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Whose failure counts? A critical reflection on definitions of failure for community health volunteers providing HIV self-testing in a community-based HIV/TB intervention study in urban Malawi


Author
Sambakunsi et al.

Publication year
2015

Country

Type of approach
Community-based

Type of assistance
Directly assisted

Specimen
Oral-fluid

Study population
Health-care workers: Community volunteers

Study design
Values and preferences

Sample size
28

UNAIDS HIV prevalence (2017)
9.1 [8.4 - 9.9]

Methodology
A performance evaluation was conducted to appraise individual service delivery and to assess achievements in meeting pre-defined targets for uptake of HIVST. This The evaluation included 28 interviews with conusellors in each cluster and a document review that checked all registers and daily work routine documentation outlined in the study protocol.

Summary of findings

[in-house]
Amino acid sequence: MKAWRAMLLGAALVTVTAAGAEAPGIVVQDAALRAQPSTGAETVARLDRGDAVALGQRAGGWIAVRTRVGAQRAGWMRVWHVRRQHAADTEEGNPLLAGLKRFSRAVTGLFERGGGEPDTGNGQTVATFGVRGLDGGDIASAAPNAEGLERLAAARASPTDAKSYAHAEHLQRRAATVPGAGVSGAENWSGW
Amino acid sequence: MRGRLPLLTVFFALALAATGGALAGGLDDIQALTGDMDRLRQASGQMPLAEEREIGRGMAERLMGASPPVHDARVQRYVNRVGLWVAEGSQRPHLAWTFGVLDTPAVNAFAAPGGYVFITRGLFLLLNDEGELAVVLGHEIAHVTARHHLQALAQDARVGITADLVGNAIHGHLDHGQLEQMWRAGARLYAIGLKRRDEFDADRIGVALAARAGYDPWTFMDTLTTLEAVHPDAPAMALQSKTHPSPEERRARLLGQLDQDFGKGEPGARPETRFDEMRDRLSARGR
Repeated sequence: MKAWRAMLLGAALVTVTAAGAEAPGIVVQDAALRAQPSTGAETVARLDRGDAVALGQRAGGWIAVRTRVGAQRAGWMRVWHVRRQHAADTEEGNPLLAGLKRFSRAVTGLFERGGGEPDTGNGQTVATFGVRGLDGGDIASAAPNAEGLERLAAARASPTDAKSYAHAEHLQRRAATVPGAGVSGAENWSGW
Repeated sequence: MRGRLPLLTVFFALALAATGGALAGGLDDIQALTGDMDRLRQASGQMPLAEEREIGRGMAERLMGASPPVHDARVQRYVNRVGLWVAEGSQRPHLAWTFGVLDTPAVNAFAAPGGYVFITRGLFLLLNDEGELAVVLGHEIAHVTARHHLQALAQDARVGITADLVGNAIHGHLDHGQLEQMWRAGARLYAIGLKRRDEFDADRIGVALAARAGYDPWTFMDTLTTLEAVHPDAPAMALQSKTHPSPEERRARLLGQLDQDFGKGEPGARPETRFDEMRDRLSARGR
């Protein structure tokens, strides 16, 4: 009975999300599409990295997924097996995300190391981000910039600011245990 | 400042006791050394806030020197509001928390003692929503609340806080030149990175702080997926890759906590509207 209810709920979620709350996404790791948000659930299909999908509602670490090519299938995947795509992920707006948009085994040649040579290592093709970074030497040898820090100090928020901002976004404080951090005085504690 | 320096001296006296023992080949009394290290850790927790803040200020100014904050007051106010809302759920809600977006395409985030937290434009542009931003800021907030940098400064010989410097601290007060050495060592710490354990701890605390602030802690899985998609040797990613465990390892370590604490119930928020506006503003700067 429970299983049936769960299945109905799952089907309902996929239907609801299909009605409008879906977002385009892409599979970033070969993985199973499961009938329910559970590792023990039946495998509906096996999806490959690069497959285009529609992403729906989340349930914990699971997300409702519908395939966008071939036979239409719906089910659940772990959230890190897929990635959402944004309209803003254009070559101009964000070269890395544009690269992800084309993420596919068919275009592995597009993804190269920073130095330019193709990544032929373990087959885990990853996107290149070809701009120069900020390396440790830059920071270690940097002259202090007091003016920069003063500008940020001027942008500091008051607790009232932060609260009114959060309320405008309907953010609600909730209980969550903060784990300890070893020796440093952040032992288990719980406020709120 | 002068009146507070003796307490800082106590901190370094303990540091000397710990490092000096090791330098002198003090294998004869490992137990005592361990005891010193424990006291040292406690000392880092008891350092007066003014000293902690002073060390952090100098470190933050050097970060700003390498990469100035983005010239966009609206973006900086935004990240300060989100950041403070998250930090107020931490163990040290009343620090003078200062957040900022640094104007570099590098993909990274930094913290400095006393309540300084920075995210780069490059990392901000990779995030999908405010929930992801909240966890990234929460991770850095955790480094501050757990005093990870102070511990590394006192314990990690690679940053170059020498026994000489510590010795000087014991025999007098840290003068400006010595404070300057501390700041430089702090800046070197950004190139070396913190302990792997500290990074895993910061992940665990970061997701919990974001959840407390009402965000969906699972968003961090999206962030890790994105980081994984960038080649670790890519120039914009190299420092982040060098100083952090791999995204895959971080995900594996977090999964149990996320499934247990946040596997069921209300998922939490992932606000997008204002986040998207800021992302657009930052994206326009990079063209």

In total, 26 of the 28 community counsellors were found to have performed well over the previous 12-month period, each achieving over 80% adult uptake of HIVST within their cluster. All 26 counsellors were invited back to continue their contract, but 1 declined citing other commitments and more lucrative offers and sources of income. Community members identified the following issues as 'failures' of counsellors: a lack of access to test kits on demand or the counsellor not having a sufficient number of kits when requested. This was often due to the unavailability of counsellors in their homes or a counsellor's failure to visit a particular household to offer HIVST services.

Acceptability
n/a

Acceptability details
n/a

Willingness to pay
n/a

Willingness to pay details
n/a

Sensitivity
n/a

Specificity
n/a

Concordance
n/a

HIV positivity
n/a

Accuracy details
n/a

Social harm
n/a

Linkage to prevention, care and treatment
n/a


Study status
Completed